Sunday, November 07, 2010

The Pope in Spain: What he said about Sagrada Familia.

A friend sent me the following.

The second question was: "What significance can consecrating a church such as the Sagrada Familia have at the beginning of the twenty-first century? Is there some aspect of Gaudi's vision that has struck you in particular?"

"The truth is", said the Holy Father, "that this church is also an appropriate sign for our own times. In Gaudi's vision there are above all three elements that call my attention. The first is the blending of continuity and novelty, tradition and creativity. Gaudi had the courage to make himself part of the great tradition of the cathedrals. Using a completely new approach, he dared in his own time to make the cathedral a place for the solemn meeting between God and man. And this courage to remain within tradition, but with a creativity that renews tradition and shows the unity and progress of history, is a beautiful thing. Secondly, Gaudi chose the tripartite structure of the book of nature, the book of Scripture and the book of liturgy. This is of great importance. Scripture is made present in the liturgy, it becomes real today, it is no longer a Scripture of two thousand years ago but is celebrated, made real. In the celebration of Scripture creation speaks and finds its true response because, as St. Paul tells us, creation suffers and ... awaits the children of God; i.e., those who see it in the light of God. This fusion between meaning and creation, between Scripture and adoration, is a very important message for today. Finally, the third point is that this church was born of a typically nineteenth-century form of devotion: St. Joseph, the Holy Family of Nazareth, the mystery of Nazareth. But this devotion of the past could be said to have a great deal of importance today because the problem of the family, the renewal of the family as society's fundamental cell, is the great theme showing us the way to build society and to create a unity of faith and life, of religion and society. The main theme here is that of the family, for God Himself became a child in a family and He calls us to build and live in families".
Thanks Fr. Joe.
As usual, New Liturgical Movement has excellent photos of the Pope's trip.


  1. Maria--

    I saw in a previous post that you were having difficulties at work...I willpray for you at Mass this morning...


  2. I've never really liked this cathedral, although I'm open enough to have a change of mind if and when I see it in person. To me, it looks like it's been constructed out of coral reefs! And recently, when I look at it, I start thinking "SpomgeBob." Very silly on my part, no doubt, and I mean no offense to anyone who may enjoy this it.

    Recently, I saw a YouTube video of the Cathedral of Christ the Light out in Oakland, CA, and noted some missed opportunities in that construction. Some of the iconography is quite beautiful, while others seem banal and somewhat exanimate. Internally, it seems that a portion of the Church was constructed out of concrete, and another portion incorporates a significant use of both wood and glass. Unfortunately, while some of the intended symbolism in the structure of the Church is commendable, I can't capture a sense of mysticism (mystery of God) inside that cathedral.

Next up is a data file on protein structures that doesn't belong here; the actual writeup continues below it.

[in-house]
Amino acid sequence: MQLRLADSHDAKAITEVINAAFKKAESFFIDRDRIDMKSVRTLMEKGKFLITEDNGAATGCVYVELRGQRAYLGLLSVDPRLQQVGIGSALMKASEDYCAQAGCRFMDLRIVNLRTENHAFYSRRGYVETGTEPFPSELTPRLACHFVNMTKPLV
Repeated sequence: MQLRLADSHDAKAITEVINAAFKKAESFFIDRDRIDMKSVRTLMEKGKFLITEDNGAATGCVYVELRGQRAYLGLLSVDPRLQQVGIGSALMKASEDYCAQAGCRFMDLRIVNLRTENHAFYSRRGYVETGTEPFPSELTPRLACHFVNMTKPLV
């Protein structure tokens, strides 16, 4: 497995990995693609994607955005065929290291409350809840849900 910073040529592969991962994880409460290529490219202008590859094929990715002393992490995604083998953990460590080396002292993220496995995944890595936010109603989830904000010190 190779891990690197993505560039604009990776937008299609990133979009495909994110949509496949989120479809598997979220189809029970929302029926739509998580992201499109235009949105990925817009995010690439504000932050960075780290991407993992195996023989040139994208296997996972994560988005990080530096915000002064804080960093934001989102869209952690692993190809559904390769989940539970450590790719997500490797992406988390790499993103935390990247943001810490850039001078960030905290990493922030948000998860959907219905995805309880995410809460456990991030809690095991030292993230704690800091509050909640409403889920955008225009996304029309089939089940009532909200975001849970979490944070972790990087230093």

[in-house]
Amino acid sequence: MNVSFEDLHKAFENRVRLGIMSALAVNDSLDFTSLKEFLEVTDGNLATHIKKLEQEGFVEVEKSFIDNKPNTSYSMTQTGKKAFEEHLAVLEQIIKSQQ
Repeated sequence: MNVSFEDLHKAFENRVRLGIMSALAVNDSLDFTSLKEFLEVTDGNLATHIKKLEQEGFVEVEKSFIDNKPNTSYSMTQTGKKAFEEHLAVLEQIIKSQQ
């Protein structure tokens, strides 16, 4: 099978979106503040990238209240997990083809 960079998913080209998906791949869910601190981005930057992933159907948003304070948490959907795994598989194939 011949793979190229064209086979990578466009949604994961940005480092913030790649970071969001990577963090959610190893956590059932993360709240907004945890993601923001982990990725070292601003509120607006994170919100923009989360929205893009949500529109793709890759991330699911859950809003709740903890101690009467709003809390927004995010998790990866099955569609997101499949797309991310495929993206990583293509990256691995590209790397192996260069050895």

3. Fr Joe12:49 PM

    Happy to help, Terry!

  4. Fr Joe12:53 PM

    Tom, I always had the same impression as you described when I saw it in photographs. It looked like melting candles to me. But up front it has a magnificence that's hard to describe. Plus it's still in progress -- it's called an "expiatory temple" and part of what goes with that territory is that it is only built from donations of people who come to visit there and leave money (a lot of said money is through the admission ticket you buy to get in). Every so often, when that money adds up to a certain level, they begin the next "project." I was there last November and concelebrated Mass there; at that time I was told they expect to have it completed in another 20 years. If I'm still alive and well enough to travel I'll go see it again.

  5. Devotion to Saint Joseph, and the Holy Family, are a mark of the present times.
    The call to Nazareth, the spirituality and foundation of our Public Association of the Faithful, is part of the present need of these times: love of the family life of mother, father, children; the holiness of family life; the centrality of the Church in its true origin: the Holy Family of Nazareth.
    This is a great moment for our Church, for our times.

  6. Thanks Father Joe for your insight. I have many relatives in Spain, so when I visit them someday, perhaps I can see this cathedral in person.

    I've heard some controversy about the admission fee to go inside the cathedral. Is there an admission to go inside when there is a mass? Just curious.

  7. Father Joe5:50 AM

    Hi Tom!

    When I was there the Mass was in a side chapel and there was so admission fee. To enter into the Cathedral proper there was a fee, but the Mass was not there, it was in the chapel. Unlike the Anglican Westminster Abbey (London) which charges an admission fee (for upkeep, somewhat like a museum) (and note that the Catholic Westminster Cathedral does not charge a fee), La Sagrada Famiglia's fees go toward the continued construction of the place. So when you visit there you are actually funding the "next phase" of the work. That made me very happy to buy the ticket; I felt like a patron of the place.


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